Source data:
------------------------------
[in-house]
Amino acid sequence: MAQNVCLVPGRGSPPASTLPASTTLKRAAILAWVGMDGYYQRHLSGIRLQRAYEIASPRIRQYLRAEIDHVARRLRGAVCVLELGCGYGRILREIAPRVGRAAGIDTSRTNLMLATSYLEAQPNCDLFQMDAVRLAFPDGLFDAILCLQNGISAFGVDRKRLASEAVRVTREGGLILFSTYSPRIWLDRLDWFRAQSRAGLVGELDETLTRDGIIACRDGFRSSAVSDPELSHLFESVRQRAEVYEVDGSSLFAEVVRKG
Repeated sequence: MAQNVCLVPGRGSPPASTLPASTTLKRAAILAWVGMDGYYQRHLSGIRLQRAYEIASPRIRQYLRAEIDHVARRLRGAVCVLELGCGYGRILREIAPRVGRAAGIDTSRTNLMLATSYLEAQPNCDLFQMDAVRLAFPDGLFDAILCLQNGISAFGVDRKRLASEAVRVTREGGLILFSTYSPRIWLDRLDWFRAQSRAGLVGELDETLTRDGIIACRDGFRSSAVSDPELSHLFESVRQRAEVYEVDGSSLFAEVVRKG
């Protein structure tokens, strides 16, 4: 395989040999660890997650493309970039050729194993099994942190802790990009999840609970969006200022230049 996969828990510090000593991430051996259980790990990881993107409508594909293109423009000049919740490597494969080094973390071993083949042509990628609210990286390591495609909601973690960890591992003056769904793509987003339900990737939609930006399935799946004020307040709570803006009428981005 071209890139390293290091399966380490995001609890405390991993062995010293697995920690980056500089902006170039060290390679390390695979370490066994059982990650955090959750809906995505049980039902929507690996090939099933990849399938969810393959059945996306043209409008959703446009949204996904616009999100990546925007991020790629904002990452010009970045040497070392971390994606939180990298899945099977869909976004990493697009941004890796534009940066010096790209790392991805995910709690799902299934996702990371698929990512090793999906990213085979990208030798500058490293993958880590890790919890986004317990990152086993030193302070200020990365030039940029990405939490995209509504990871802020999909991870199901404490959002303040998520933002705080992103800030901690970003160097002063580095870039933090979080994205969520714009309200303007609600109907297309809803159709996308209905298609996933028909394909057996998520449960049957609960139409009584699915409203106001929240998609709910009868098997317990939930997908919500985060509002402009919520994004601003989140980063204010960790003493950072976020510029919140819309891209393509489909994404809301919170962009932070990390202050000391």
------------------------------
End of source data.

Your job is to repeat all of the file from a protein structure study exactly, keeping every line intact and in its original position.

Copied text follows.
[in-house]
Amino acid sequence: MAQNVCLVPGRGSPPASTLPASTTLKRAAILAWVGMDGYYQRHLSGIRLQRAYEIASPRIRQYLRAEIDHVARRLRGAVCVLELGCGYGRILREIAPRVGRAAGIDTSRTNLMLATSYLEAQPNCDLFQMDAVRLAFPDGLFDAILCLQNGISAFGVDRKRLASEAVRVTREGGLILFSTYSPRIWLDRLDWFRAQSRAGLVGELDETLTRDGIIACRDGFRSSAVSDPELSHLFESVRQRAEVYEVDGSSLFAEVVRKG
Repeated sequence: MAQNVCLVPGRGSPPASTLPASTTLKRAAILAWVGMDGYYQRHLSGIRLQRAYEIASPRIRQYLRAEIDHVARRLRGAVCVLELGCGYGRILREIAPRVGRAAGIDTSRTNLMLATSYLEAQPNCDLFQMDAVRLAFPDGLFDAILCLQNGISAFGVDRKRLASEAVRVTREGGLILFSTYSPRIWLDRLDWFRAQSRAGLVGELDETLTRDGIIACRDGFRSSAVSDPELSHLFESVRQRAEVYEVDGSSLFAEVVRKG
């Protein structure tokens, strides 16, 4: 395989040999660890997650493309970039050729194993099994942190802790990009999840609970969006200022230049 996969828990510090000593991430051996259980790990990881993107409508594909293109423009000049919740490597494969080094973390071993083949042509990628609210990286390591495609909601973690960890591992003056769904793509987003339900990737939609930006399935799946004020307040709570803006009428981005 071209890139390293290091399966380490995001609890405390991993062995010293697995920690980056500089902006170039060290390679390390695979370490066994059982990650955090959750809906995505049980039902929507690996090939099933990849399938969810393959059945996306043209409008959703446009949204996904616009999100990546925007991020790629904002990452010009970045040497070392971390994606939180990298899945099977869909976004990493697009941004890796534009940066010096790209790392991805995910709690799902299934996702990371698929990512090793999906990213085979990208030798500058490293993958880590890790919890986004317990990152086993030193302070200020990365030039940029990405939490995209509504990871802020999909991870199901404490959002303040998520933002705080992103800030901690970003160097002063580095870039933090979080994205969520714009309200303007609600109907297309809803159709996308209905298609996933028909394909057996998520449960049957609960139409009584699915409203106001929240998609709910009868098997317990939930997908919500985060509002402009919520994004601003989140980063204010960790003493950072976020510029919140819309891209393509489909994404809301919170962009932070990390202050000391």